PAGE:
Is Nigeria relying on private sector for Covid-19 procurement?
Although, Nigeria plans to vaccinate about 70 percent of its about 200 million in one year, considering the controversies trailing the order and purchase of the vaccines by the Coalition Against COVID-19 (CACOVID), Nigeria’s vaccination plan seems unfeasible.
Till date, CACOVID, the private sector task force spearheaded by the Central Bank of Nigeria (CBN), in partnership with the Federal Government, the Nigeria Centre for Disease Control (NCDC) and the World Health Organisation (WHO) is not united in the action.
While BUA Group, a member of the steering committee of CACOVID, was trying to save the day by paying for one million doses of COVID-19 vaccine for Nigeria, due to the urgency demanded by the AFREXIM vaccine platform, that move did not go down well with some other members.
There has been media war on the issue since then.
Sadly, the development is impacting on the responsibility of CACOVID, which is pulling resources across industries to provide technical and operational support while providing funding and building advocacy through aggressive awareness drives.
But critics are querying the whole process of vaccine procurement. The vaccine deal, according to them, is a government to government or manufacturers thing and not private companies.
“Why is the Nigerian government not paying for the vaccines? BUA claimed that it had to pay for the one million doses because of the short time frame demanded for the payment as other organisations were reluctant to pay, but the government could have paid the money. There is something fishy and that is why other members of CACOVID are worried”, Emeka Onumah, a public analyst, said.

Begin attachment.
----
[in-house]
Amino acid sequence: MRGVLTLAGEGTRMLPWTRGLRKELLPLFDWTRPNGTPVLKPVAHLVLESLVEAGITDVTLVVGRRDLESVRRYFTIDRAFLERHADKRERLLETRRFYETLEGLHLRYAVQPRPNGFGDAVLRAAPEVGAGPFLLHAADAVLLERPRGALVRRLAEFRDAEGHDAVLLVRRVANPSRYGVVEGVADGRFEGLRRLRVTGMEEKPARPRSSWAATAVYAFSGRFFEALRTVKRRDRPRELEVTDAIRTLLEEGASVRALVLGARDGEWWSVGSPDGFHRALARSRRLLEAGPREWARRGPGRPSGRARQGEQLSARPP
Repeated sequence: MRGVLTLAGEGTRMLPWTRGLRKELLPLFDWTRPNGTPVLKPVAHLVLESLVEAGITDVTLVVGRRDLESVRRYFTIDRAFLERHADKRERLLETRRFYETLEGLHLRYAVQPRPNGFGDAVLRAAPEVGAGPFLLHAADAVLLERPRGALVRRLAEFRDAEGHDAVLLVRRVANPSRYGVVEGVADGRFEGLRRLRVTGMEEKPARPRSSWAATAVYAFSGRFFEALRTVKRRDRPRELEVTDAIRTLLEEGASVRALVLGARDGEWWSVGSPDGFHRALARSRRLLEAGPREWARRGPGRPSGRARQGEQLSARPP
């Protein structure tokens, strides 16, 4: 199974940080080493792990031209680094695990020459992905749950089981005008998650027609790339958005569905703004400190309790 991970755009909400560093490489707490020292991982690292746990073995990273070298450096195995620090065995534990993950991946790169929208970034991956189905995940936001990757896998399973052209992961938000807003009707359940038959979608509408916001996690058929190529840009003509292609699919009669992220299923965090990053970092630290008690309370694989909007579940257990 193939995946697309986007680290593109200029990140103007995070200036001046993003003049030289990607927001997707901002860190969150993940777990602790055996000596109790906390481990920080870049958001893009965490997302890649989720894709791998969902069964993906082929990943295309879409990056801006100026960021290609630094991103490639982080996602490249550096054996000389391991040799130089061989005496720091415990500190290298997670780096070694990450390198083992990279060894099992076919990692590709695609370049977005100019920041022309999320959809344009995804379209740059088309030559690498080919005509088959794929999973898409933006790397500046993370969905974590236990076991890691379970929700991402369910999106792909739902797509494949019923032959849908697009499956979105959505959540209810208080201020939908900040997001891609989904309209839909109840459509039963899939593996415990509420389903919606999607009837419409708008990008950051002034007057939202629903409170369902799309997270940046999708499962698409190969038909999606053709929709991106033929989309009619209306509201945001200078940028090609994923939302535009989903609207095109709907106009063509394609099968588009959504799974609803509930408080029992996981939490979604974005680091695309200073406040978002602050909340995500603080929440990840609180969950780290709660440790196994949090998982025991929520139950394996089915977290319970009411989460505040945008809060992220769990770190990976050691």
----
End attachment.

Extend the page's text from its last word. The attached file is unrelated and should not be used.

For Onumah, CACOVID has a fund controlled by the CBN, which all members are expected to pay into, including BUA, and the haste to pay for a huge amount expected to be shared by members is suspicious.
But Ayodele Obembe, a medical doctor with the Federal Medical Centre, Lagos, noted that BUA’s action should be commended because it was to save lives. “Let’s get the vaccines first, and start saving lives. It does not matter who is paying, after all, the billionaires made their money in Nigeria and it is time to truly give back”, Obembe said.
Recalling the statement made by Abdul Samad Rabiu, founder and chairman of BUA Group, James Ohiri, a pathologist, noted that it is not time to play politics with the lives of Nigerians.
“Like the BUA chairman said in a press statement issued on the reason the group paid for the vaccines, it is lives first and let us not play politics with lives. CACOVID should move on because there is a huge demand for the vaccines in Nigeria and more money for the purchase. Others can pay for the next batch”, he said.
Taking a critical look at the vaccine issue, Obembe said it should have been government fronting, while private sector support from behind for proper coordination and expected result.
But a more worrisome issue for him is the verification of the make of the vaccine to buy as some are more effective than others.
“There is Pfizer, which hoarded for western world and is more expensive. There is AstraZeneca, which South Africa tried and decried that it is less effective at combating some variants of Covid-19 virus and another make by the University of Oxford. We need to confirm the make that works for us before buying the wrong ones,” he urged.
Like Faisal Shuaib, director general, National Primary Health Care Development Agency, said in an interview, Nigeria has to work for other options besides Covax for vaccines supplies if it must vaccinate about 70 percent of its population in the long run.
Though Nigeria has acquired three ultra-cold freezers to keep the vaccines at the required temperature, according to Shuaib, critics insist that the government should invest in vaccines that are easier to store.
Sadly, considering the shenanigans surrounding the procurement, the vaccines may not arrive as planned.
Again, critics think that government will not disclose budget for vaccine procurement, but will rather wait until private sector spends a lot on it, like fund for the Covid-19 lockdown palliatives, and then declare billions, which cannot be accounted for.